N2 - Isolated nocturnal hypertension (INH) is characterized by normal daytime blood pressure (BP) and elevated nighttime BP diagnosed by ambulatory BP monitoring. Masked isolated nocturnal hypertension (MINH) is a subtype of INH in which office BP is normal. We studied the frequency and characteristics of INH and MINH in children and young adults. One hundred and ninety-eight subjects seen by the pediatric nephrology service were studied retrospectively. Isolated nocturnal hypertension (INH) and MINH were diagnosed according to daytime and nighttime ABP and office BP in the case of the latter. One hundred and eighteen subjects (60%) had normotension, 6 (3%) had isolated daytime hypertension, 32 (16%) had INH, and 42 (21%) had day–night hypertension. Sixteen subjects had MINH (8.1%). The underlying diseases of MINH were as follows: no underlying disease 9 (56%), renal disease 6 (38%), and endocrine disease 1 (6%). There was no significant difference in the underlying disease, gender, age, and BMI between MINH and INH with elevated office BP. In conclusion, MINH is present in children and young adults. Since there were no specific features for MINH, screening with ambulatory or home BP monitoring during sleep may be appropriate.

AB - Isolated nocturnal hypertension (INH) is characterized by normal daytime blood pressure (BP) and elevated nighttime BP diagnosed by ambulatory BP monitoring. Masked isolated nocturnal hypertension (MINH) is a subtype of INH in which office BP is normal. We studied the frequency and characteristics of INH and MINH in children and young adults. One hundred and ninety-eight subjects seen by the pediatric nephrology service were studied retrospectively. Isolated nocturnal hypertension (INH) and MINH were diagnosed according to daytime and nighttime ABP and office BP in the case of the latter. One hundred and eighteen subjects (60%) had normotension, 6 (3%) had isolated daytime hypertension, 32 (16%) had INH, and 42 (21%) had day–night hypertension. Sixteen subjects had MINH (8.1%). The underlying diseases of MINH were as follows: no underlying disease 9 (56%), renal disease 6 (38%), and endocrine disease 1 (6%). There was no significant difference in the underlying disease, gender, age, and BMI between MINH and INH with elevated office BP. In conclusion, MINH is present in children and young adults. Since there were no specific features for MINH, screening with ambulatory or home BP monitoring during sleep may be appropriate.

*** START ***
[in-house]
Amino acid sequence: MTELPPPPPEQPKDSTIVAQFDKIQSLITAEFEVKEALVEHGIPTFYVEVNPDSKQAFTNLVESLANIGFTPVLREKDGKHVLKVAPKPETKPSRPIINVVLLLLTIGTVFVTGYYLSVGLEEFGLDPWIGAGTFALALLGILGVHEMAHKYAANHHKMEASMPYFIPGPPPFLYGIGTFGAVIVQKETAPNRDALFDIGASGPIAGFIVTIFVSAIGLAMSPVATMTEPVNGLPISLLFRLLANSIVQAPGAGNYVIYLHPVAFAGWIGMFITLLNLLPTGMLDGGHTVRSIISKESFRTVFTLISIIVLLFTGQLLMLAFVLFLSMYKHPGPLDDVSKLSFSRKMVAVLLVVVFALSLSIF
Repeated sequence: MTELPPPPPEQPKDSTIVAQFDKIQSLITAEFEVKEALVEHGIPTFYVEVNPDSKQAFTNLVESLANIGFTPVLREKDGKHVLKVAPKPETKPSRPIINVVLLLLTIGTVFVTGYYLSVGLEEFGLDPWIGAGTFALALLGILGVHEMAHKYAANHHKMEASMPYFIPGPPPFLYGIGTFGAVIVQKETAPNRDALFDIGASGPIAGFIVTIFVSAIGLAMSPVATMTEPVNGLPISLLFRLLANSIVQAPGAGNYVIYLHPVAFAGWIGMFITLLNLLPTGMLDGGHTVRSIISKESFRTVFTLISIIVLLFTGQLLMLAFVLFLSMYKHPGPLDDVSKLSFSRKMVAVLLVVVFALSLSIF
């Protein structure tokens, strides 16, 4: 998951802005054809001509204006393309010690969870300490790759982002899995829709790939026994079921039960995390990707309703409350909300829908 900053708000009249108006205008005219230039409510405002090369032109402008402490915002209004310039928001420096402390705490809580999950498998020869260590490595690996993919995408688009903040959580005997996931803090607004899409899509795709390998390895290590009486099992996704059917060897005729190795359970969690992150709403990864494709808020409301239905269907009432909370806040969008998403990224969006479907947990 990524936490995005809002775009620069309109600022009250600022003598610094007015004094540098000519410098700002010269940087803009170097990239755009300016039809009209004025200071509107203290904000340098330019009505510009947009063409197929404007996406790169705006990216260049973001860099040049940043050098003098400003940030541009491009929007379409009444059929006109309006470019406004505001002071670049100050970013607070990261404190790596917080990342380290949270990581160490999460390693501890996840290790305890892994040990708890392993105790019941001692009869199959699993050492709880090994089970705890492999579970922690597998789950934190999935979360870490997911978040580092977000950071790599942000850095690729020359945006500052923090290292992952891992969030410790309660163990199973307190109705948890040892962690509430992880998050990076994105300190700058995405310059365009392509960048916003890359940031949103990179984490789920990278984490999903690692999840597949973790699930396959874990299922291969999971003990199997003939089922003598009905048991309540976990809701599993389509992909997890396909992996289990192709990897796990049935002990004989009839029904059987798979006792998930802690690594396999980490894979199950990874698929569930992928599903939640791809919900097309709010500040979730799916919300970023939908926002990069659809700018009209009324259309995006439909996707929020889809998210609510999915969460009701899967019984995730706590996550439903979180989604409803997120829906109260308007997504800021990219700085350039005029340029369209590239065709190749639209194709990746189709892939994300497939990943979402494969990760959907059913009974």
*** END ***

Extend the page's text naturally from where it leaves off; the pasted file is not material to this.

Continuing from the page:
KW - Ambulatory blood pressure monitoring

KW - Children

KW - Isolated nocturnal hypertension

KW - Masked isolated nocturnal hypertension

KW - Nighttime blood pressure

KW - Target organ damage

UR - http://www.scopus.com/inward/record.url?scp=85029807254&partnerID=8YFLogxK

UR - http://www.scopus.com/inward/citedby.url?scp=85029807254&partnerID=8YFLogxK

U2 - 10.1007/s00246-017-1728-0

DO - 10.1007/s00246-017-1728-0

M3 - Article

AN - SCOPUS:85029807254

SP - 1

EP - 5

JO - Pediatric Cardiology

JF - Pediatric Cardiology

SN - 0172-0643

ER -